Yet again, I had another post planned for today, but something else came up that seemed like a better topic
I’ve been working at a small local restaurant and I can’t say it’s been my favorite job. My coworkers are nice, the hours are flexible and my managers are all great, but I’m not of working with the general public. As an introvert and a highly logical/critical person, daily interactions quickly get dull, frustrating, and feel rather meaningless most of the time.
Tonight, however, turned out to be different.
I was in charge of cleaning the dinning room and, when I went to start on the empty tables, I noticed a family with two small children getting ready to leave. The oldest kid was probably three or four and the younger couldn’t be older than one, so, naturally, macaroni littered the floor and cheese streaked the floor. That’s par for the course with kids, so I didn’t think much of it. If anything, it was great compared to some of the tables I’ve had to clean up.
But one of the women with them caught my eye and gave me a sympathetic smile. “Sorry about the mess,” she said.
I replied, “No big deal. It happens,” with my best customer service smile.
The woman shook her head. “I’m a waitress, so I get it. I really appreciate you taking the time to clean this up.” She then slipped me the two dollars worth of change from her meal. Given my sweet discount at the restaurant and my diet, that actually pretty much covers my dinner tomorrow.
The tip wasn’t even the best part. The best part was what she said. I really appreciate you.
You don’t hear that a lot in the service industry, especially from customers. What blows my mind the most is that, like I said, her mess wasn’t even that bad. I’d had to clean up worse messes from adults. And yet she still took the time to stop and talk to me.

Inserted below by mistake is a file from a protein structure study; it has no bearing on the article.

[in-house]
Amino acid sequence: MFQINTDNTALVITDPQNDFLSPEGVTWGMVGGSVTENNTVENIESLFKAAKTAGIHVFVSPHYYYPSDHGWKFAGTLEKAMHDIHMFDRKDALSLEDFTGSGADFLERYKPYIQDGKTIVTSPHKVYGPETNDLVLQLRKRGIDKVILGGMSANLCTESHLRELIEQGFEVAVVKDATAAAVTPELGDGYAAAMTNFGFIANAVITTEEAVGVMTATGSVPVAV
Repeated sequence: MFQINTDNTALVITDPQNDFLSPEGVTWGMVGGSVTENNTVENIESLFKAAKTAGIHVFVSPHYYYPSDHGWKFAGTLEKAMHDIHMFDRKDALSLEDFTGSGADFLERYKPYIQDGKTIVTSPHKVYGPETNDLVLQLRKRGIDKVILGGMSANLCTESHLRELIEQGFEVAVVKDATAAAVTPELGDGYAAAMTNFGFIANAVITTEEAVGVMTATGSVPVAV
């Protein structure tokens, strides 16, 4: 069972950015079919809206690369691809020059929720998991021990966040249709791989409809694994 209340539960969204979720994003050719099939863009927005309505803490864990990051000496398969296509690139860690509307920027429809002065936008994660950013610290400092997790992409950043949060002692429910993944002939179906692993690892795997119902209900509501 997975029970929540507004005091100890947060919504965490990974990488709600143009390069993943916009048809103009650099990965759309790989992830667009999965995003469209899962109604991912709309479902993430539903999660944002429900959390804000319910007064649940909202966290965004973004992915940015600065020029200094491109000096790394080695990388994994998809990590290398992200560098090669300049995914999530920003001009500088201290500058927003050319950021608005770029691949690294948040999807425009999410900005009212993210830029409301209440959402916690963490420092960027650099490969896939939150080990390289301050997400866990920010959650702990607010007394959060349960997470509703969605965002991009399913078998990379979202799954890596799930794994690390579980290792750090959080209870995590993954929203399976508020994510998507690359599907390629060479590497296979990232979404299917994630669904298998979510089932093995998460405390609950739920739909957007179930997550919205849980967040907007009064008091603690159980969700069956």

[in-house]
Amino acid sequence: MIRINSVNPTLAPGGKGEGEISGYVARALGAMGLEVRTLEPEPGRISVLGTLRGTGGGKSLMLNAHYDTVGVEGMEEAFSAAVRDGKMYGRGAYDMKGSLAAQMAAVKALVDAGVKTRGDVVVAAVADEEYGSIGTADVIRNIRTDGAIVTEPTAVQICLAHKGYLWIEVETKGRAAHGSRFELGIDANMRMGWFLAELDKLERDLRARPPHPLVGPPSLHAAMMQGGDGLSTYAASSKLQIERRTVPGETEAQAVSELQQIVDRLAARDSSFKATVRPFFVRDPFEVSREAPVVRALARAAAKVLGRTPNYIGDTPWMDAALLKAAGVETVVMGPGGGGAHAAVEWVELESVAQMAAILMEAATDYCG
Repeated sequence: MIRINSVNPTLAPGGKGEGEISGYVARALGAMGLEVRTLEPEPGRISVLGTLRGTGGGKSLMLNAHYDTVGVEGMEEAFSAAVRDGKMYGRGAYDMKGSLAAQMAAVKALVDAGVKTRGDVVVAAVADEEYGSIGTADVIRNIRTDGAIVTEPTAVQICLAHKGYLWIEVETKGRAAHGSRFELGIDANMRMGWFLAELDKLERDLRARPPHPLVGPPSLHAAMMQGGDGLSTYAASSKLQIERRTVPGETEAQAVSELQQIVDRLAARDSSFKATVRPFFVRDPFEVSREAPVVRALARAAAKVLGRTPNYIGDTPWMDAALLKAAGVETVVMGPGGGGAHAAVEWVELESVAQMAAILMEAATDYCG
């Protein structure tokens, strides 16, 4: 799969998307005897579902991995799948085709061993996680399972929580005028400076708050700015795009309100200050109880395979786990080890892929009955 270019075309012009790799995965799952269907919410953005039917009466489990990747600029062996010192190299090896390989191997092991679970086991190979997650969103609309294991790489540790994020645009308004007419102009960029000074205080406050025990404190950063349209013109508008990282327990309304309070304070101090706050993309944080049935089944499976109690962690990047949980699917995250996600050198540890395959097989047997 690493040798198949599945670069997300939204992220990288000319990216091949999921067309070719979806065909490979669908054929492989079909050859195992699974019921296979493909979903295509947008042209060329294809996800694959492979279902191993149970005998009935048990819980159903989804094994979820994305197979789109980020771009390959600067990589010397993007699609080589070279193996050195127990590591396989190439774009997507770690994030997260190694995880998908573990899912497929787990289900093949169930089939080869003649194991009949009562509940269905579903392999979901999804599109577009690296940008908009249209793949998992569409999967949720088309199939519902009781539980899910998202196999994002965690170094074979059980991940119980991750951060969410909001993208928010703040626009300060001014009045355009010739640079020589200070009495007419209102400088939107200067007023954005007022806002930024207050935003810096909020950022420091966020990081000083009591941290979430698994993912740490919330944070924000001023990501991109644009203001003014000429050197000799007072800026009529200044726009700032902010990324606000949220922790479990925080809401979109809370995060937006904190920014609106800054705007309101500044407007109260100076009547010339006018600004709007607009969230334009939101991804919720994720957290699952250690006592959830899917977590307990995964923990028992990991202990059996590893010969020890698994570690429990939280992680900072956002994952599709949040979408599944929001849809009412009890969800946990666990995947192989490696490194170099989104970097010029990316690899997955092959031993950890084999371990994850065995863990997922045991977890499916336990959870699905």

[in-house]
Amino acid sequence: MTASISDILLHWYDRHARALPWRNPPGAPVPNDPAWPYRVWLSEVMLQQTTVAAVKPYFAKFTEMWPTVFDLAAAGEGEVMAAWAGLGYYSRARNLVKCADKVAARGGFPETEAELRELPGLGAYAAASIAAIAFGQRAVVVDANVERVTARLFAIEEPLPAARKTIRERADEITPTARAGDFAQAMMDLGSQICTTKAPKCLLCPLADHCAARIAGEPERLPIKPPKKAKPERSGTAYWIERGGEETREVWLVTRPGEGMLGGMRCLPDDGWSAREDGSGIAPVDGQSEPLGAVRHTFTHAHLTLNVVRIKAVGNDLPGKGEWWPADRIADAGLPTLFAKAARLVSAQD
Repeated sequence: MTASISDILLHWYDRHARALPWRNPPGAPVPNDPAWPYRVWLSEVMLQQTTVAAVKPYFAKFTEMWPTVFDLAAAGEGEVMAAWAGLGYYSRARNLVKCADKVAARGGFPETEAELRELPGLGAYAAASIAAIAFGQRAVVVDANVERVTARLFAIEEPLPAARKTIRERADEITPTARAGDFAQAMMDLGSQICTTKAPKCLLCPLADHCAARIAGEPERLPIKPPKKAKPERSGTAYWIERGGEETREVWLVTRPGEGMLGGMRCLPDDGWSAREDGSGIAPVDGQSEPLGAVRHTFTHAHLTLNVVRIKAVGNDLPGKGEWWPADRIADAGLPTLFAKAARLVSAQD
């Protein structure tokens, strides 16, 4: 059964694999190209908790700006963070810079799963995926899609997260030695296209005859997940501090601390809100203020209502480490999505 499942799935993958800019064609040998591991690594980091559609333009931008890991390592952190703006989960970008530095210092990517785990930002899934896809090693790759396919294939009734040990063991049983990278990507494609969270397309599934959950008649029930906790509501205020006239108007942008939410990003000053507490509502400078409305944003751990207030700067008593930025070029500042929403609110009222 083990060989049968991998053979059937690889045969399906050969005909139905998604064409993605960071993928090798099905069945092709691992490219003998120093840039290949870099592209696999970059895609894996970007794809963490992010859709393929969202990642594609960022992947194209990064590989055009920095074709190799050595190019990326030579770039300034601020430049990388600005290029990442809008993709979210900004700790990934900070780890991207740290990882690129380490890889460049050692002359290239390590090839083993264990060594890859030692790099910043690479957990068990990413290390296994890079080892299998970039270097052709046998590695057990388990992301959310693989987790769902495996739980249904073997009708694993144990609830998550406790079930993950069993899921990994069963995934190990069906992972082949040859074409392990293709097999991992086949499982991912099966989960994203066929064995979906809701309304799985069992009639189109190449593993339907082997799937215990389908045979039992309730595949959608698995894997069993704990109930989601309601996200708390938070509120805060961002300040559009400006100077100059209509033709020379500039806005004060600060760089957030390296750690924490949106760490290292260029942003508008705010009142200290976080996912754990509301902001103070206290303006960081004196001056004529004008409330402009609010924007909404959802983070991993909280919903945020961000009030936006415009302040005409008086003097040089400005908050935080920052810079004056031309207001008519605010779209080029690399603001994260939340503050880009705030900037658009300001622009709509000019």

That had me walking on air for the rest of of the night, and got me thinking: what if we were more appreciative of the strangers in our lives?
What if we were more appreciative of service industry workers who pull twelve hours and take the shortest break possible so that their work stations run smoothly? What if we were more appreciative of call-center employees who are doing their best to solve problems they can’t actually see? What if we appreciated the way single parents try to raise king, successful kids with fewer resources? What if we appreciated how hard teachers work and how much they know about how our kids learn and what they need?
What if we started appreciating what people bring to the table of society instead of judging them for what they lack?
For one thing, I think we’d see way fewer enemies in the world. For another, I think we’d find better solutions to fill in the gaps.
I’m not saying you have to hand out tips to every person you meet or shower them with praise. Each situation calls for something different and there’s not always time or the perfect opportunity. Let’s just try to be more appreciative of the people around us. Let’s just try to be kinder. I’m even going to work on it (because it’s hard to be appreciative of certain customers, even if their business does help keep your job). We’re all just trying to survive and do the best we can. I think that’s something we all can appreciate.